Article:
What Makes Us Human

And one percent Neanderthal

On Mourning and Being Human

Mourning: vital to our human nature; shared by our closest cousins, chimpanzees?

Mourning the loss of a member of one's group-- parent, sibling, friend or neighbor-- seems in some ways a quintessentially human action. Mourning invokes memory that underwrites a feeling of loss-- Roland Barthes, writing about mourning his mother, comes to mind: shopping, he is thrown back to conversation with his mother by a simple word: "Voilá":

Solitude = having no one at home to whom you can say, I'll be back at a specific time, or whom you can call to say (or to whom you can just say), Voilà, I'm home now.

Barthes describes being moved to tears by hearing this simple word spoken by a shop girl, knowing his mother will never again say it to him. This seems all too familiar, and familiarly human.

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Pan paniscus by Joachim S. Müller
http://www.fotopedia.com/items/flickr-3184295281
So what do we make of a new paper documenting how mourning is expressed by a chimpanzee mother? This is the interpretation of observations made by Katherine Cronin and Edwin van Leeuwen of the Max Planck Institute for Psycholinguistics. A report on the Institute website, accompanied by a video, describes the facts simply:

Cronin and Van Leeuwen observed the behaviour that a female chimpanzee expressed toward her 16-month-old infant who had recently died. After carrying the infant's dead body for more than a day, the mother laid the body out on the ground in a clearing and repeatedly approached the body and held her fingers against the infant's face and neck for multiple seconds. She remained near the body for nearly an hour, then carried it over to a group of chimpanzees and watched them investigate the body. The next day, the mother was no longer carrying the body of the infant.

Does this behavior satisfy our concept of "mourning"? The researchers urge others to view the video, and make their own decisions:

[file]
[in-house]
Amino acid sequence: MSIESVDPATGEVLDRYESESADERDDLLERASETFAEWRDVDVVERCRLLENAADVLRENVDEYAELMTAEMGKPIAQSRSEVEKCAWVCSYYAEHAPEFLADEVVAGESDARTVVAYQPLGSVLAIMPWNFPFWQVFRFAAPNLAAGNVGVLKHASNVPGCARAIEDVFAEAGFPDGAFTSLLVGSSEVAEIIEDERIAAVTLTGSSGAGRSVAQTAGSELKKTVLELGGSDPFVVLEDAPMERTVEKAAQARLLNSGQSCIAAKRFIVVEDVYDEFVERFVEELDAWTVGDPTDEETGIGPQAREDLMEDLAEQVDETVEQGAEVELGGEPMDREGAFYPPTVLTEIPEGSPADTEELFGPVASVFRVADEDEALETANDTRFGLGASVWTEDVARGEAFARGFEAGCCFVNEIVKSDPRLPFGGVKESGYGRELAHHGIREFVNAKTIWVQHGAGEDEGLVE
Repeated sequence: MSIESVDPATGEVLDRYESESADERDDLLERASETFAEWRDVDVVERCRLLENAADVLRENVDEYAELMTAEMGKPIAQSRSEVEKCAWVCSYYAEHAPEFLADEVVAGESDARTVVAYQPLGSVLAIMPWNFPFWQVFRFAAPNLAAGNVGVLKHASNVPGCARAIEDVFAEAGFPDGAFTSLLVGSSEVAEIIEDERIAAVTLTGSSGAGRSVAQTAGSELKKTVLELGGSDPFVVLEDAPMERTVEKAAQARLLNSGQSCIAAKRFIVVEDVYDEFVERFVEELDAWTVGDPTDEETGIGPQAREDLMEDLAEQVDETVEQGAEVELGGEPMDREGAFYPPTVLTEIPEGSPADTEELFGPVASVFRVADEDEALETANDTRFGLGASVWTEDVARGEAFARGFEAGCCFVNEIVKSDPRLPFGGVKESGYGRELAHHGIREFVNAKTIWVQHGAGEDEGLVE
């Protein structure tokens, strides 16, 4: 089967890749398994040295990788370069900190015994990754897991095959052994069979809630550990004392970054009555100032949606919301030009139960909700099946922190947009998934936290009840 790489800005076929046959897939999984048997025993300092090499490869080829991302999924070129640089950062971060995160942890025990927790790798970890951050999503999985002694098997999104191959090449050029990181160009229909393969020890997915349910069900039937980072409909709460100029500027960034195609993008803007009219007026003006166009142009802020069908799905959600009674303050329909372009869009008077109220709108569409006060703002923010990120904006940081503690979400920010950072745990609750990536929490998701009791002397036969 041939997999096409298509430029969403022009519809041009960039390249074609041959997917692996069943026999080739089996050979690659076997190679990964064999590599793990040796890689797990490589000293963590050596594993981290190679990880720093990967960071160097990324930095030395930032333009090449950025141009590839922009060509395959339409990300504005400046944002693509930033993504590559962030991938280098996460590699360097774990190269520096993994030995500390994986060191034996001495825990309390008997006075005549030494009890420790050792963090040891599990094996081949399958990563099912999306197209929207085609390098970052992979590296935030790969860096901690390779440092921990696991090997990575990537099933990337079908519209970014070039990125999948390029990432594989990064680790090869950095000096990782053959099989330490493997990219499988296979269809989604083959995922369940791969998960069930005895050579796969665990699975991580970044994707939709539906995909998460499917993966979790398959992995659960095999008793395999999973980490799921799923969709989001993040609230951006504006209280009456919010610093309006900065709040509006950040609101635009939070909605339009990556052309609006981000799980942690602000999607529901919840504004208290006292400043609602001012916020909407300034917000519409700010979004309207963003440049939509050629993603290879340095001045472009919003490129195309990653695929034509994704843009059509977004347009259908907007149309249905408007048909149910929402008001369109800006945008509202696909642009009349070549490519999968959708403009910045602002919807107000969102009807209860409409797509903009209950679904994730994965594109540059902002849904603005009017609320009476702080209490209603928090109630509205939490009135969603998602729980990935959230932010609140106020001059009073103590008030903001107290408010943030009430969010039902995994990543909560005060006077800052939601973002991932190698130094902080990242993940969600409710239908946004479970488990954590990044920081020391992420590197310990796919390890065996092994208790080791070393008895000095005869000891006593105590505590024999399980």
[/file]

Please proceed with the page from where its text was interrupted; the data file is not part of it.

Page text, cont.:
'The videos are extremely valuable, because they force one to stop and think about what might be happening in the minds of other primates', Cronin says. 'Whether a viewer ultimately decides that the chimpanzee is mourning, or simply curious about the corpse, is not nearly as important as people taking a moment to consider the possibilities.'

The experience is, for me, like that of reading Barthes' comments on his mourning of his mother. Taken on their own, without empathy for similar losses I have experienced, what Barthes describes is banal. A description of his actions would be as distanced as that of the mother chimpanzee's behavior offered on the Max Planck Institute website. But watching as the mother repeatedly approached the body of her infant, touching-- I want to write, "gently touching"-- his face, I cannot avoid the sense that this mother is trying to physically comprehend an absence as much as Barthes, through his reflective writing about his own experience, was discursively trying to understand loss and continuity.

As it happens, this new study and associated videos were publicized as I was in the middle of reading a forum in American Anthropologist on human nature. Put together by biological anthropologist Agustín Fuentes, the forum engages anthropologists with diverse opinions in debate. Fuentes argues that

one powerful contribution of anthropological work has been to challenge any unitary theory of the human. Yet another equally long-standing body of anthropological work emphasizes overarching similitude.